After baking another batch of cookies together and playing hide-and-seek with your preschooler again, it’s discouraging to look at your watch to discover that it is only 9:30 a.m. With everything on pause, keeping little ones busy is more challenging than ever. Don’t despair! Here are a few ideas that are fun and include an element of learning!
Freeze dance. Turn on some music, let the kids dance around and them freeze in place when the music stops. This supports coordination, balance – and giggles.
Explore a new environment. Walk on a street that you have never walked along before. Talk about what you see. Great scientists are good observers.
Become nature scavenger hunters. Collect leaves, pine cones and twigs and discuss the ways these objects are alike and different. This also expands kids’ vocabularies.
Go on a photo safari. Don’t want messy leaves in the house? No problem! Take pictures of your outdoor finds to create a photo collage. Help your little ones sort and categorize the images, skills essential for kindergarten readiness.
Create your own memory games. Print two small photos of each member of your family – or even a few friends. Arrange them upside down and take turns finding two of a kind.
Build a tower. Set a timer to see who can build the tallest tower in 3 minutes. Try again and see if you can beat your time. Teach the concept of “personal best” so that children of different ages and abilities aren’t competing with each other. If the tower falls down, encourage your child to try again to reinforce the idea of resiliency.
Play card games. With a simple deck of cards, you can teach your kids Go Fish, War and Old Maid – plus counting and number recognition.
Play Red Light, Green Light. Staple a green piece of paper and a red piece of paper back to back. The person who is “it” stands at one end of the room or yard while everyone else starts at the other. When the light is green, everyone moves toward “it” until that person calls out “Red light!” and everyone has to freeze. This helps build coordination and concentration.
Try Mad Libs. With books, apps and printables available, everyone can play. Even your littlest can join in with the help of a parent or older sibling.
Play the headband game. Create homemade clue cards with pictures of objects on one side. Each player takes a card and, without looking at the printed side, tucks it printed side out into a headband they are wearing. Players ask each other yes-or-no questions as they try to be the first to guess what card they are wearing. The turn taking involved builds patience and good sportsmanship.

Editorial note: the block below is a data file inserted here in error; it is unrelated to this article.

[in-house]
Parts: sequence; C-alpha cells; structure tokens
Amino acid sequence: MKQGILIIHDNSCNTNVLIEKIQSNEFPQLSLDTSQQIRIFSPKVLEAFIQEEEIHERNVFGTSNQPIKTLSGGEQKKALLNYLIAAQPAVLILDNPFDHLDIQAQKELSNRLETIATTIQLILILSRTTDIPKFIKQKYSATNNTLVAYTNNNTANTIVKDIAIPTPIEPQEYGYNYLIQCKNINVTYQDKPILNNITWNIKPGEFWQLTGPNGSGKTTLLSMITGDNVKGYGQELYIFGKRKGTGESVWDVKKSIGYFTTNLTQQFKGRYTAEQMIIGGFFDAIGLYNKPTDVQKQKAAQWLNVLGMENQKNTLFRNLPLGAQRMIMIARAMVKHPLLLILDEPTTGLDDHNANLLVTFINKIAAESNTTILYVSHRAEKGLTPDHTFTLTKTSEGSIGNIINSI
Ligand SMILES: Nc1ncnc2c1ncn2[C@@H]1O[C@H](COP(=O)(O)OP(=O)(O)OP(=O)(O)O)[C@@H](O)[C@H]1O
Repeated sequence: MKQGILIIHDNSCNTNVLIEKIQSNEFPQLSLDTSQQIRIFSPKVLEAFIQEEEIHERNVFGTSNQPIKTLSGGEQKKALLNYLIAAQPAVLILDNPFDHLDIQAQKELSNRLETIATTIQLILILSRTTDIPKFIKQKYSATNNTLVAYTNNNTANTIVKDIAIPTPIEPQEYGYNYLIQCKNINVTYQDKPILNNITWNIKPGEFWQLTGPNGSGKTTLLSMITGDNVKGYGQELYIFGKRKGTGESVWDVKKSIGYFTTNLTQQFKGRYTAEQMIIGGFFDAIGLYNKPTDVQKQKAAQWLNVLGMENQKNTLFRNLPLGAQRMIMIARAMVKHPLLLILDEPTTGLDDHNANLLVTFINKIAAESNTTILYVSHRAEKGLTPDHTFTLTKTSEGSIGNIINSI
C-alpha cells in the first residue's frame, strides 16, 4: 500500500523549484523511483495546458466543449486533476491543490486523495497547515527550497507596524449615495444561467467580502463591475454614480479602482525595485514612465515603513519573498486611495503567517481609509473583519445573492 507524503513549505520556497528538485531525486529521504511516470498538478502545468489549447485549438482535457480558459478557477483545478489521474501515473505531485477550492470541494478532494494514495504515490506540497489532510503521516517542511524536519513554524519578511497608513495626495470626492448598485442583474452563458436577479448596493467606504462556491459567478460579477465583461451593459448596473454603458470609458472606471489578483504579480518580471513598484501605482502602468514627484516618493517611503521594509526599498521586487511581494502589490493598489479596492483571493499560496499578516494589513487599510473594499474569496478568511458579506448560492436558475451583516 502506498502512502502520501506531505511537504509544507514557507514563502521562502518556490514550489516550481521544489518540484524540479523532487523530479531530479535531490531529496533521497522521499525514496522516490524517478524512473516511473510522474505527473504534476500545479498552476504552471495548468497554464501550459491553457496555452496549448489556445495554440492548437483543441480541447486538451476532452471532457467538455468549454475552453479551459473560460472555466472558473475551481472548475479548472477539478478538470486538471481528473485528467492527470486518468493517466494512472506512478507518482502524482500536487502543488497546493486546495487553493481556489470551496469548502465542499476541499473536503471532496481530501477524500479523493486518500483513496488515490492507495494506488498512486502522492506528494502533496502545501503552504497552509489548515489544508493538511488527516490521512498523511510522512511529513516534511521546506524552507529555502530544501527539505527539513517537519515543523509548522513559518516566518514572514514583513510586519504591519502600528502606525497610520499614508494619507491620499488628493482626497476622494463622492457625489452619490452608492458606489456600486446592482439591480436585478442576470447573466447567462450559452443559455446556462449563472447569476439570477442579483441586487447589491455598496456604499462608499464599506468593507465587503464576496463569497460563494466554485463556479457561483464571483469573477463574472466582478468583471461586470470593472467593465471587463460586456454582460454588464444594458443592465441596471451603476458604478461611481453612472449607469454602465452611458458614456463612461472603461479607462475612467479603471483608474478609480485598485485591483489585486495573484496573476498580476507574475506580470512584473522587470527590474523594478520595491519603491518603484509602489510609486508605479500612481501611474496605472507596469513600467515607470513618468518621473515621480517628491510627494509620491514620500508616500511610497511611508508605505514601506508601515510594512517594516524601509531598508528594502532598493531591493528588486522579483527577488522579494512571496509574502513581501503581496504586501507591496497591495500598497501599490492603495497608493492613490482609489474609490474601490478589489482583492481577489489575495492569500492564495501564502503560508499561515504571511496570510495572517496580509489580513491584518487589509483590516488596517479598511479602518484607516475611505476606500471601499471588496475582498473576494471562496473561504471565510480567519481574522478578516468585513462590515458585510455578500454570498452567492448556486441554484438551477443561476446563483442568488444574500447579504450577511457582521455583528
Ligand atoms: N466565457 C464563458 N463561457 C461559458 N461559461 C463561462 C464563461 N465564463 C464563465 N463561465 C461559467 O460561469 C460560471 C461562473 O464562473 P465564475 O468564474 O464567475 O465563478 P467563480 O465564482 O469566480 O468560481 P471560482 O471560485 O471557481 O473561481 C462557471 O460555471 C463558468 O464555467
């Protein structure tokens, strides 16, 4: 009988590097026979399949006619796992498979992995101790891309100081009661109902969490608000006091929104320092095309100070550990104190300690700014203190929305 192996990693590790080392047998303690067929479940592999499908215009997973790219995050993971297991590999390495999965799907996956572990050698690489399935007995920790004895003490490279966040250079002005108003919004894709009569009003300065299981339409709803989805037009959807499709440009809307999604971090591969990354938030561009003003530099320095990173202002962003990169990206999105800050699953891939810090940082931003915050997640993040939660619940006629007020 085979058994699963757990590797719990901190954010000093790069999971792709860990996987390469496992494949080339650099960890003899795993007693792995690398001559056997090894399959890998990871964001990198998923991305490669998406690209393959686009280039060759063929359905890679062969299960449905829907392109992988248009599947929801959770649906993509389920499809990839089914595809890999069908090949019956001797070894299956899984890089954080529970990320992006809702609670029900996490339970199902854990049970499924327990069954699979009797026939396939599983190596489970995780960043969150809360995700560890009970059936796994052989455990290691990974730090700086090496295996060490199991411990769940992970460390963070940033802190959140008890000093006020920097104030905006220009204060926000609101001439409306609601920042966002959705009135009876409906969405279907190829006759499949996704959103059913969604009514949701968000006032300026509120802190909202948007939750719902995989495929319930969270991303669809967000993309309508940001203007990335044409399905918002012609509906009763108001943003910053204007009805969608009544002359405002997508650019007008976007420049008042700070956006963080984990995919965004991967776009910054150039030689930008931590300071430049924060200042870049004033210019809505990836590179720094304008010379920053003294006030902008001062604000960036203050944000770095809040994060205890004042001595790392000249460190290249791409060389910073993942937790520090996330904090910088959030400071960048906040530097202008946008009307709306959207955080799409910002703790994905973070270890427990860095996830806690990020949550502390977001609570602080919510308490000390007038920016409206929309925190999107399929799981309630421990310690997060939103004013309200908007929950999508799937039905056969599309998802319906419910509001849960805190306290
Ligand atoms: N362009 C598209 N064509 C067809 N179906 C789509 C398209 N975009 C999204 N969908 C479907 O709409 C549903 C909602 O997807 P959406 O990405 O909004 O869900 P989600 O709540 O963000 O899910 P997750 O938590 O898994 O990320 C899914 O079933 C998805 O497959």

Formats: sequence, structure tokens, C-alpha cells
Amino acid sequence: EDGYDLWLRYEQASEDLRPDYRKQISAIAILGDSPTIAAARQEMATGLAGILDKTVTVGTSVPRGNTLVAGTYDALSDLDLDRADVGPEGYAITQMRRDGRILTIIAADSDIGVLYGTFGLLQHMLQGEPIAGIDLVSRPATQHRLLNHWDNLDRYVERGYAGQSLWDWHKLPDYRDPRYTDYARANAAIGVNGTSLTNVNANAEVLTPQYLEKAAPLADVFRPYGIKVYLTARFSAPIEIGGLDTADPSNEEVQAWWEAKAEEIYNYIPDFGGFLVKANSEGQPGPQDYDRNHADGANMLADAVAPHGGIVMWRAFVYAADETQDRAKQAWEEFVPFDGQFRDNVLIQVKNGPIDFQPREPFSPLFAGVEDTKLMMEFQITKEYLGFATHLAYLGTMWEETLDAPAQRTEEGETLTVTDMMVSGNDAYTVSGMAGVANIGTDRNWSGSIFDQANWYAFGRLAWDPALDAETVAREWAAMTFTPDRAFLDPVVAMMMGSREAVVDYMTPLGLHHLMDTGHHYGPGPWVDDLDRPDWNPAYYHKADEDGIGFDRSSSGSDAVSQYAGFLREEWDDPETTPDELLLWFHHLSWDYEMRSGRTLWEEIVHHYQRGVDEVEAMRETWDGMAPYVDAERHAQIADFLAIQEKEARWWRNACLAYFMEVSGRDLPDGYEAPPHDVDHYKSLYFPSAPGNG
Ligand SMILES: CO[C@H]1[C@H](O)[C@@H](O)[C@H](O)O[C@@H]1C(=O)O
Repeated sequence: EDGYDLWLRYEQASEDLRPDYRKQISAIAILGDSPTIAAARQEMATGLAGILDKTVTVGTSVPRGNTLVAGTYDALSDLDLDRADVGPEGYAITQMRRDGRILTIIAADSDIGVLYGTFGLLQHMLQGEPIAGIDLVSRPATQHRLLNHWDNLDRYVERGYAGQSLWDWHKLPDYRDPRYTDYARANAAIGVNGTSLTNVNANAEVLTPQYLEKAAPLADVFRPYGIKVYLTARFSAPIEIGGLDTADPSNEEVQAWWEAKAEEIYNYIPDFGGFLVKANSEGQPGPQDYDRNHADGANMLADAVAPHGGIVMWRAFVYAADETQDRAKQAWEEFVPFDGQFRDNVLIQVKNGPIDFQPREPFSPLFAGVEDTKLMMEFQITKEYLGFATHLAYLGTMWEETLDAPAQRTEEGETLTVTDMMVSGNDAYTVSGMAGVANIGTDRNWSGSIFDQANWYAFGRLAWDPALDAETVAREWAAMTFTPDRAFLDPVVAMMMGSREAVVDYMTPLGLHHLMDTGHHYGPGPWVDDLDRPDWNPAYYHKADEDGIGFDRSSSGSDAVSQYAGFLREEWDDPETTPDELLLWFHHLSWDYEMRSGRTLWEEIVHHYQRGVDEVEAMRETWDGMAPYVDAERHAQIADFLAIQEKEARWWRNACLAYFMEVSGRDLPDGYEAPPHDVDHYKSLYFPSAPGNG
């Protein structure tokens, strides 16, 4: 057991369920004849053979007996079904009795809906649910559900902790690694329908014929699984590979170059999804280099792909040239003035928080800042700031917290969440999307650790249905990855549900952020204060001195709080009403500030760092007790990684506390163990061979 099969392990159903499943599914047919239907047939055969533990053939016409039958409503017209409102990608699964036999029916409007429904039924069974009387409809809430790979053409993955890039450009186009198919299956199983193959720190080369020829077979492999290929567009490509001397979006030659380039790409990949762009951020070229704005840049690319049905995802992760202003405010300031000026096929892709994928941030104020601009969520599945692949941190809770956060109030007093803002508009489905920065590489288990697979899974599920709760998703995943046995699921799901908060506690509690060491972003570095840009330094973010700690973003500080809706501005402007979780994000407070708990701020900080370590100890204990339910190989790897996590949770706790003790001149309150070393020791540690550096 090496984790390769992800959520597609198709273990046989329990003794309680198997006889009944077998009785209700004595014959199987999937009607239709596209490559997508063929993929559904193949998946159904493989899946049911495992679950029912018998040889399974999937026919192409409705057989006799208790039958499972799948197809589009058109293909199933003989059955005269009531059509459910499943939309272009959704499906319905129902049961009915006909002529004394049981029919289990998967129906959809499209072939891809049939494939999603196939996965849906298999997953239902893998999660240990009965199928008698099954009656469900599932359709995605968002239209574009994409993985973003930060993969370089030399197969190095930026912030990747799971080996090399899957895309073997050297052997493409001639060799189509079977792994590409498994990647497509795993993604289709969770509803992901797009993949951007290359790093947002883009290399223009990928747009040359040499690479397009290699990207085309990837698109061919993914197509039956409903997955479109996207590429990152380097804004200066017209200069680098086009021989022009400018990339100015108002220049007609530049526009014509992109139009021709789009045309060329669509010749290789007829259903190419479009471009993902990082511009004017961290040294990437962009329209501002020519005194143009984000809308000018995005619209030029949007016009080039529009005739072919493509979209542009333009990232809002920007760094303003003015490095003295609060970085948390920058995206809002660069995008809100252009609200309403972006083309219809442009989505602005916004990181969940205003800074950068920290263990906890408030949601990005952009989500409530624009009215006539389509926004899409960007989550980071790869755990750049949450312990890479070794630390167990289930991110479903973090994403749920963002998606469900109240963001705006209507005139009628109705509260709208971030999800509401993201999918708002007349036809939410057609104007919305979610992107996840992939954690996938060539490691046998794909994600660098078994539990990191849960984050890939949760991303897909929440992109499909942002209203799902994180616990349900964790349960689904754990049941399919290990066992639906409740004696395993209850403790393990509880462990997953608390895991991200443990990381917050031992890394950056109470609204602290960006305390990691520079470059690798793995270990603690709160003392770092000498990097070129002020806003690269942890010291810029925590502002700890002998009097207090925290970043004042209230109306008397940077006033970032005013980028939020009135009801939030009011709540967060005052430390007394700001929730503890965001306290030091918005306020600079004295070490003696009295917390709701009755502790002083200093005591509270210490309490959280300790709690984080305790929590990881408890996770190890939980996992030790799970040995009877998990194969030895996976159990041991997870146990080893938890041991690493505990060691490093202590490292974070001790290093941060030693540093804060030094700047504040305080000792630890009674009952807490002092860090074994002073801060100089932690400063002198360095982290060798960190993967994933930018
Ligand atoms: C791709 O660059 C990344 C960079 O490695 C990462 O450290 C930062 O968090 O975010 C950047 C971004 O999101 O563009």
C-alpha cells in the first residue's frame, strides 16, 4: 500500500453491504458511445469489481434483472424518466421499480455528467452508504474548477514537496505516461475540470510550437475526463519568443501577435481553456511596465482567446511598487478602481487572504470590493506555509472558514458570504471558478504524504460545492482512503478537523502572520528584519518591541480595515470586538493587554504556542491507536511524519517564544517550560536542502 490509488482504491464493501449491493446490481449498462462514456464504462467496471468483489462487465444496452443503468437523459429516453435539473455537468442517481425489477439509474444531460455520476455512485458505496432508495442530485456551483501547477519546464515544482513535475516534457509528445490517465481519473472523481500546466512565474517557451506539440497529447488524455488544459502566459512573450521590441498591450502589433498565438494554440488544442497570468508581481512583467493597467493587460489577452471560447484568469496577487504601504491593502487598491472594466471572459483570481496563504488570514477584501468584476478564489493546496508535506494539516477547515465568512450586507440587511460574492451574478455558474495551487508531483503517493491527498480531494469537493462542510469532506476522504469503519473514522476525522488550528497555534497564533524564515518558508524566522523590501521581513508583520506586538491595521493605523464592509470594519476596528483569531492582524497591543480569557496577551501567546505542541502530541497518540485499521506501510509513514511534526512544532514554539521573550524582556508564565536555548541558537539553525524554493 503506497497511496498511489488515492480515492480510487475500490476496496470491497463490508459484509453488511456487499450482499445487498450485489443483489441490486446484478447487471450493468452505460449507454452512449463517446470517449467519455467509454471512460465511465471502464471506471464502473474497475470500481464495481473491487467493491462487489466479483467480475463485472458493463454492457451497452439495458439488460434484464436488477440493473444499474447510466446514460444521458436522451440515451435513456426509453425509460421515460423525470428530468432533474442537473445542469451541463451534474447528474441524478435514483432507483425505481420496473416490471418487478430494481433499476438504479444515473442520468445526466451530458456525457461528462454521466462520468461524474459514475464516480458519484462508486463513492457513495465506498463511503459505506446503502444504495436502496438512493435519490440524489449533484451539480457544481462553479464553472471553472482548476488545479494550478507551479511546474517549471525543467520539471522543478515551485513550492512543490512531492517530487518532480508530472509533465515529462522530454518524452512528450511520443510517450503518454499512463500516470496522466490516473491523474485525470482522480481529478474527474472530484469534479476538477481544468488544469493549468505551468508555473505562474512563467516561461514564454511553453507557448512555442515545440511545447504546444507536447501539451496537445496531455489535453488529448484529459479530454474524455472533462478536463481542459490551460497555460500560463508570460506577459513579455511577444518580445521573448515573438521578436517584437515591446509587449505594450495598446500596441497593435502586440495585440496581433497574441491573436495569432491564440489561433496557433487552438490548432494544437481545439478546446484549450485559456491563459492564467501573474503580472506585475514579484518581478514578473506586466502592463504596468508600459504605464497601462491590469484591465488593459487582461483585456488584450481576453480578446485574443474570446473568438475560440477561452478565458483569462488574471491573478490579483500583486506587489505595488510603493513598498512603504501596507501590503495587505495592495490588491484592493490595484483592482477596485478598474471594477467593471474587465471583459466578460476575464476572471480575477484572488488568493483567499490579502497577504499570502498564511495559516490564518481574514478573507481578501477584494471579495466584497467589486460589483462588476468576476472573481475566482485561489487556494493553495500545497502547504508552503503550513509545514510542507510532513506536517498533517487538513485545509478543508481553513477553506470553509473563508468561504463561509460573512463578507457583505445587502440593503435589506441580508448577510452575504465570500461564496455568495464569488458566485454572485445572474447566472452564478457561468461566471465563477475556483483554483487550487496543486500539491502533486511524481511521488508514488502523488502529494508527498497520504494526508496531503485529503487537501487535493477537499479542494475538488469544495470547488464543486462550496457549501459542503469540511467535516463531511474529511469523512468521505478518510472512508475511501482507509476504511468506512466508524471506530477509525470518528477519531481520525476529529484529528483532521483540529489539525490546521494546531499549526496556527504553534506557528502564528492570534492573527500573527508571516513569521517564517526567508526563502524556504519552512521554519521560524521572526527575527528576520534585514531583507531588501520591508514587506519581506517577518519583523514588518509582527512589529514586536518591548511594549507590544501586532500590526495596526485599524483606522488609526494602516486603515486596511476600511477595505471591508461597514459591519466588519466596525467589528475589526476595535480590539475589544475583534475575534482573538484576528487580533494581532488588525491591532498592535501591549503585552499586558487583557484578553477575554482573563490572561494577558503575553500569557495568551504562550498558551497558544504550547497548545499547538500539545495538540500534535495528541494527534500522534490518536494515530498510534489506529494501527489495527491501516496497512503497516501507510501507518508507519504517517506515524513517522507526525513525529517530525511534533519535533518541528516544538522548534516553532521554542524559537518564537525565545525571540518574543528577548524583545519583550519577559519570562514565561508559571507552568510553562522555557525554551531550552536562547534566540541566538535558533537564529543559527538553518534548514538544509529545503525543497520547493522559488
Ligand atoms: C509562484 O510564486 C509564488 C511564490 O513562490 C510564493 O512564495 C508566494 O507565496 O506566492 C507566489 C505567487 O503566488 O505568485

Figure out What’s Missing. Collect five or six items and place them on the floor close together. Let all players see the items. Now, cover the items with a small blanket, and have the players cover their eyes. Remove one item from under the blanket and have the children reach under without looking and try to discover what’s missing. This benefits focus and attention span.
Practice card deck math. Remove the face cards from a deck, have your child choose any two cards and add up the numbers.
Build an obstacle course. With all of the boxes arriving from Amazon, create your own course for kids to climb over, under and through. This helps children learn positions in space, while getting the chance to move.
Paint the house. Break out a bucket with water and a few old (clean) paint brushes and set the kids to work “painting.” Add soap and “paint” bikes and trikes for a kids’ car wash.
Last but not least, children love doing grown-up tasks, so let them take out the trash, set the table and work in the garden. What may be tedious to us, can be pure joy to them!
Susan Rudich, M.Ed is an early childhood educator, parenting coach and adjunct professor of child development. In addition, Susan is a fellow of the Simms Mann Institute’s First 36 Project. The Project cohort studies the latest in human development theories and neuroscience as they relate to children ages 0-36 months. Susan can be reached at firstname.lastname@example.org.